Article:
A brain-controlled prosthetic limb have shown that machine learning techniques helped an individual with paralysis learn to control motion using their brain activity without requiring extensive daily retraining. 

It is proof-of-concept for how future models can overcome limitations of prior brain-computer interface efforts, which existing had to be reset and recalibrated each day, almost like asking someone to learn to ride a bike over and over again each day.
Children learn languages much easier than adults, and also seem to recover from neural injuries better. The reason may be that adults process most discrete neural tasks in specific areas in one or the other of their brain's two hemispheres, while kids use both the right and left hemispheres to do the same task.
If you are a tourist and visit California in the United States or Bavaria in Germany, you will quickly notice it is not like a lot of other places in those countries. A cultural mentality exists and people who identify with the stereotype are more likely to stay or even move there.

A new paper finds that people who live in mountain regions of the U.S. maintain more of that sensibility even in the modern era. Historian Frederick Jackson Turner, a Harvard academic, presented his thesis on the US frontier in 1893, describing the "coarseness and strength combined with acuteness and acquisitiveness" it had forged in the American character.
You can't market a "Tennessee whiskey" unless it goes through charcoal filtration called the Lincoln County Process, named such after the locale of the original Jack Daniel's distillery. 

Charcoal is not exclusive to American blended whiskey, this type of filtration is a common step in the production of distilled beverages, including vodka and rum, but while "charcoal mellowing" in Tennesse Whiskey varies from manufacturer to manufacturer, they all involve passing the fresh whiskey distillate through a bed of charcoal, usually derived from burnt sugar maple, prior to barrel-aging the product.

The reopening of cafes has been one of the highlights of relaxed COVID-19 restrictions for many Australians. During lockdowns, long queues for takeaway coffee were testimony to caffeine’s relevance to our lives.

As every other aspect of human life, science communication has suffered a significant setback due to the ongoing Covid-19-induced pandemic. While regular meetings of scientific teams can be effectively held online, through zoom or skype, it is the big conferences that are suffering the biggest blow. And this is not good, for several reasons.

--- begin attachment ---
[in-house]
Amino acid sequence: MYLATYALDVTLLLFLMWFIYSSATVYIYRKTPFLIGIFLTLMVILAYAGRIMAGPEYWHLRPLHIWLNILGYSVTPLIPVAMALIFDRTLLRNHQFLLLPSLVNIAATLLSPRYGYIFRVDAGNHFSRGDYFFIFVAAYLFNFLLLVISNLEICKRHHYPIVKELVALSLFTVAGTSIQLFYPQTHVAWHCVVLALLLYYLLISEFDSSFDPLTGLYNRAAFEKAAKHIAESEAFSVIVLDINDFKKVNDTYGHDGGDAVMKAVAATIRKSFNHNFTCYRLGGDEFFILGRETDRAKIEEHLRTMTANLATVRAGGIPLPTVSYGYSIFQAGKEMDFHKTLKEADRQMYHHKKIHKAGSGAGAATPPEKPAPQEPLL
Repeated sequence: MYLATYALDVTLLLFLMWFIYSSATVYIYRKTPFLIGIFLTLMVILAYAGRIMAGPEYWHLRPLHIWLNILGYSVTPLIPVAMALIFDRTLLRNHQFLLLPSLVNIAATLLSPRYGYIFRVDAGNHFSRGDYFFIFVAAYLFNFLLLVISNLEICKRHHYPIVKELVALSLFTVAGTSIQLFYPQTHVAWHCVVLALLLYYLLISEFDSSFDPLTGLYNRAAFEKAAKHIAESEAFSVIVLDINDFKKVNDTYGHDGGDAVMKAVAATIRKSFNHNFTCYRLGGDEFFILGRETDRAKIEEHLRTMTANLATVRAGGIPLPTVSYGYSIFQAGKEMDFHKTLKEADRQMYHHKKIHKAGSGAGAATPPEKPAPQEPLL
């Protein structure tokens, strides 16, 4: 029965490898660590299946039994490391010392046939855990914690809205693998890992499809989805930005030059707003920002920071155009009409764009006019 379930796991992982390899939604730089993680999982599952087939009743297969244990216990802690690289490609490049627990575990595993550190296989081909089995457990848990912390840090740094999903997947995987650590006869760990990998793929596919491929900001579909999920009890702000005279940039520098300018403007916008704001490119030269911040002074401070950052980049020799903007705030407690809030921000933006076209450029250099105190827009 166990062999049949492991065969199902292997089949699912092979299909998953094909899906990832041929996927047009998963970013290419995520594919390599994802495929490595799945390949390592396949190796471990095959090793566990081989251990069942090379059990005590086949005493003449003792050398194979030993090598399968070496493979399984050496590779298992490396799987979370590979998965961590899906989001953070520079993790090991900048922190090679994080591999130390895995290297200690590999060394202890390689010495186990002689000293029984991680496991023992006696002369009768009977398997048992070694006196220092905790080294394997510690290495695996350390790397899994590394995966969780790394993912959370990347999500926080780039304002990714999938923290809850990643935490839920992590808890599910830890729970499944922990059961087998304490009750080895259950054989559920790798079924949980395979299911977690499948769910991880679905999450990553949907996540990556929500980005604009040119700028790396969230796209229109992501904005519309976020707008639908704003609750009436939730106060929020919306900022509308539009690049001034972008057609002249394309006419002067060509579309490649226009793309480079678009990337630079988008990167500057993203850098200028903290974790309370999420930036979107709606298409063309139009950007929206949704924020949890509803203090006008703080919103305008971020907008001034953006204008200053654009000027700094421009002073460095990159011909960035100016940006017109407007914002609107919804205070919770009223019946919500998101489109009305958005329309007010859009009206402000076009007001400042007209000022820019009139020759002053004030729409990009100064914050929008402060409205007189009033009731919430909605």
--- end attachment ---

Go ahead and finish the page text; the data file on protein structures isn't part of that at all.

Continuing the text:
When you think of shrimp, lobster, or crabs, you don't think of the hottest place on Earth, but a new freshwater Crustacea has been discovered during an expedition of the desert Lut, which is the record-holder for temperature on land. The Lut desert, Dasht-e Lut in Farsi, is the second largest desert in Iran.

Almost deprived of vegetation, the Lut desert harbors a diverse animal life, but no permanent aquatic biotops, such as ponds. Instead, after rain falls, non-permanent astatic water bodies are filled including the Rud-e-Shur river from north-western Lut. And that is when these new creatures can be more readily found.
The compound melittin, found in honeybee venom, rapidly destroyed triple-negative breast cancer and HER2-enriched breast cancer cells in a recent study. In the 1950s, bee venom was found to reduce the growth of tumors in plants and in the last two decades interest grew into the effects of honeybee venom on different cancers.

For the study, 312 honeybees and bumblebees in Perth Western Australia, Ireland and England, were used to test the effect of the venom on the clinical subtypes of breast cancer, including triple-negative breast cancer, which has limited treatment options.
Findings based on a SIR (Susceptible, Infectious or Recovered) Model of Infection Dynamics, commonly used to determine infection scenarios, including COVID-19, and presented at the Artificial Intelligence and the Coronavirus workshop at the International Conference on Artificial Intelligence in Medicine, say that New York and California may have reached herd immunity.
Two studies of people who had completed personality assessments as undergraduates or MBA students at three universities, and were surveyed again over a decade later and ranked by co-workers about their workplace behavior, found that those with selfish, deceitful, and aggressive personality traits were not more likely to have attained power than those who were generous, trustworthy, and generally nice.

Plenty of jerks were in positions of power, but it wasn't because they manipulated their way into it.